Intel Puts 3D Inside 'Atom'
3D, multiple video formats, and broadband connectivity are just some of the features that Intel's put into its CE3100 and newer CE4100 "Atom" box processors, according to an ex parte the chip giant filed yesterday as part of its ongoing battle to obtain a Federal Communications Commission (FCC) waiver that would allow Intel to build chips for boxes that are unencumbered with an IEEE 1394 "Firewire" interface. Currently, the FCC rule requires all HD cable boxes to come with 1394, but Intel argues that the interface is of negligible value becasue it only adds costs for a feature that MSOs don't generally support. (See Intel Wants In on Set-Top Waiver Action .)
Intel didn't go into deep detail on the 3D capabilities of those chipsets, but the feature was included amidst the wave of 3DTV hype that washed across this month's Consumer Electronics Show. (See DirecTV Won't Give Cable Access to 3D Nets, Discovery Prez: New 3D Net Will Need 6MHz , and ESPN Jumps Into the 3DTV Game .)
But cable may not even need whatever 3DTV elements Intel's adding on its own. CableLabs has found that today's current lineup of digital boxes is perfectly capable of rendering 3DTV content that's delivered in "frame-compatible" format (whereby the separate left and right video signals within the video frame used for conventional 2D-HD signals are squeezed to fit into the space of one image). Cable may eventually offer 3DTV content that delivers full HD signals to each eye, but doing so will come at a steep bandwidth cost.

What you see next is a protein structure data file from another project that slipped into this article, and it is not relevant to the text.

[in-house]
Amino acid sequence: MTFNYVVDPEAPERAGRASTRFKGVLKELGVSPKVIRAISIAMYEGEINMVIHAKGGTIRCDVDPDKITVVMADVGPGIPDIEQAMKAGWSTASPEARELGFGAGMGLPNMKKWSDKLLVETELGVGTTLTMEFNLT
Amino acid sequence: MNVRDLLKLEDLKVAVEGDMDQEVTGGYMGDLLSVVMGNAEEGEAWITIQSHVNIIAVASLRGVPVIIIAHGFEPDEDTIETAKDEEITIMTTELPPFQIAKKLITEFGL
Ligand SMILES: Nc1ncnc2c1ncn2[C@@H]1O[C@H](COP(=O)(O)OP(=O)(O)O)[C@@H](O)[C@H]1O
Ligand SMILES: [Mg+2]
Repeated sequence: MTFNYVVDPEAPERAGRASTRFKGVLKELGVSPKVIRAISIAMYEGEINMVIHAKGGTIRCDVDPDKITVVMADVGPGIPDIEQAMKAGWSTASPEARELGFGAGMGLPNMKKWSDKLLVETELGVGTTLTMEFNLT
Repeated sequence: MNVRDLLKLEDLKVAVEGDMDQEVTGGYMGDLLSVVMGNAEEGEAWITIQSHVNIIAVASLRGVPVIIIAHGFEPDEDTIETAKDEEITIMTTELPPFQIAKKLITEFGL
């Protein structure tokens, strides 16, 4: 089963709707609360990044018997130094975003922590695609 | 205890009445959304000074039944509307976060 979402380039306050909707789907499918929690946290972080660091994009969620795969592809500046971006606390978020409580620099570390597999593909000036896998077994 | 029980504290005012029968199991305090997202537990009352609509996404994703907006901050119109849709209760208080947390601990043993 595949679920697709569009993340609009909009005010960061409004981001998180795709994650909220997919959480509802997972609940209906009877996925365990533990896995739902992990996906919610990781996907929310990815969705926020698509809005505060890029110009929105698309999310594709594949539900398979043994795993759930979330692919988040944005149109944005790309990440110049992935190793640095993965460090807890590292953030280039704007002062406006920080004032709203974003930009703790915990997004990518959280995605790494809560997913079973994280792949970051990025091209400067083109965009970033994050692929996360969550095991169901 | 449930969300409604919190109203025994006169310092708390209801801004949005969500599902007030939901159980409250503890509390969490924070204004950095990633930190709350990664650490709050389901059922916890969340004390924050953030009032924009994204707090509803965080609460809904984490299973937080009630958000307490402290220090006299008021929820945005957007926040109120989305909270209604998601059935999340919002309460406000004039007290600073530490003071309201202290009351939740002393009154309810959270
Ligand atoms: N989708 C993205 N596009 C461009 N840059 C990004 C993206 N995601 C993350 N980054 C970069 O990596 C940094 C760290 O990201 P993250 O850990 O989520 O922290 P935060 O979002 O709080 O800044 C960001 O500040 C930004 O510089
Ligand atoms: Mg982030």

Intel has some big cable aspirations, recently demonstrating a prototype box outfitted with the CE3100 and tru2way middleware from Vividlogic , soon to become part of SeaChange International Inc. (Nasdaq: SEAC). (See Will Intel Go Inside Cable Multimedia Gateways? and SeaChange Snags VividLogic for $12M.)
According to Intel, Orange (NYSE: FTE)'s Orange IPTV box is the first commercial implementation of the CE4100 chip. Amino Communications Ltd. also has plans to introduce an Atom-powered IPTV box.
Intel wants to bring the CE4100 chip to U.S. cable, too, but claims it "cannot be economically sold" to MSOs here due to the costs of the 1394 mandate. The FCC has yet to act on Intel's request.
— Jeff Baumgartner, Site Editor, Cable Digital News